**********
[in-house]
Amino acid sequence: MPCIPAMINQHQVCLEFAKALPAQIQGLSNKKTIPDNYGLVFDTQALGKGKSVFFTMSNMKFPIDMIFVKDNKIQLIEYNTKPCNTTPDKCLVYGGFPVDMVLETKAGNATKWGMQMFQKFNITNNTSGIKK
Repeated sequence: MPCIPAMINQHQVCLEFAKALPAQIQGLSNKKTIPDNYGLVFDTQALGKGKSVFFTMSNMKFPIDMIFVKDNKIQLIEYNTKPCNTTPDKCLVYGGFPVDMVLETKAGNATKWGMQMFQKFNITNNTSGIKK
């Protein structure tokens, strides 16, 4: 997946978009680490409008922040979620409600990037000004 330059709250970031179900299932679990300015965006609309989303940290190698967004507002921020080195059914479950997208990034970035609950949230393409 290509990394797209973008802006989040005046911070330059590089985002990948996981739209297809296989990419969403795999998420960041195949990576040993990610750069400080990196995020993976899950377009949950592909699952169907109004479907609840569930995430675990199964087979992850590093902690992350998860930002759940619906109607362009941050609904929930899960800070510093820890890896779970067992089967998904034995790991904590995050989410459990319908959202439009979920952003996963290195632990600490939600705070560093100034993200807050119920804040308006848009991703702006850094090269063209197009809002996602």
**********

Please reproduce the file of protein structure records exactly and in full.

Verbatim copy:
[in-house]
Amino acid sequence: MPCIPAMINQHQVCLEFAKALPAQIQGLSNKKTIPDNYGLVFDTQALGKGKSVFFTMSNMKFPIDMIFVKDNKIQLIEYNTKPCNTTPDKCLVYGGFPVDMVLETKAGNATKWGMQMFQKFNITNNTSGIKK
Repeated sequence: MPCIPAMINQHQVCLEFAKALPAQIQGLSNKKTIPDNYGLVFDTQALGKGKSVFFTMSNMKFPIDMIFVKDNKIQLIEYNTKPCNTTPDKCLVYGGFPVDMVLETKAGNATKWGMQMFQKFNITNNTSGIKK
């Protein structure tokens, strides 16, 4: 997946978009680490409008922040979620409600990037000004 330059709250970031179900299932679990300015965006609309989303940290190698967004507002921020080195059914479950997208990034970035609950949230393409 290509990394797209973008802006989040005046911070330059590089985002990948996981739209297809296989990419969403795999998420960041195949990576040993990610750069400080990196995020993976899950377009949950592909699952169907109004479907609840569930995430675990199964087979992850590093902690992350998860930002759940619906109607362009941050609904929930899960800070510093820890890896779970067992089967998904034995790991904590995050989410459990319908959202439009979920952003996963290195632990600490939600705070560093100034993200807050119920804040308006848009991703702006850094090269063209197009809002996602």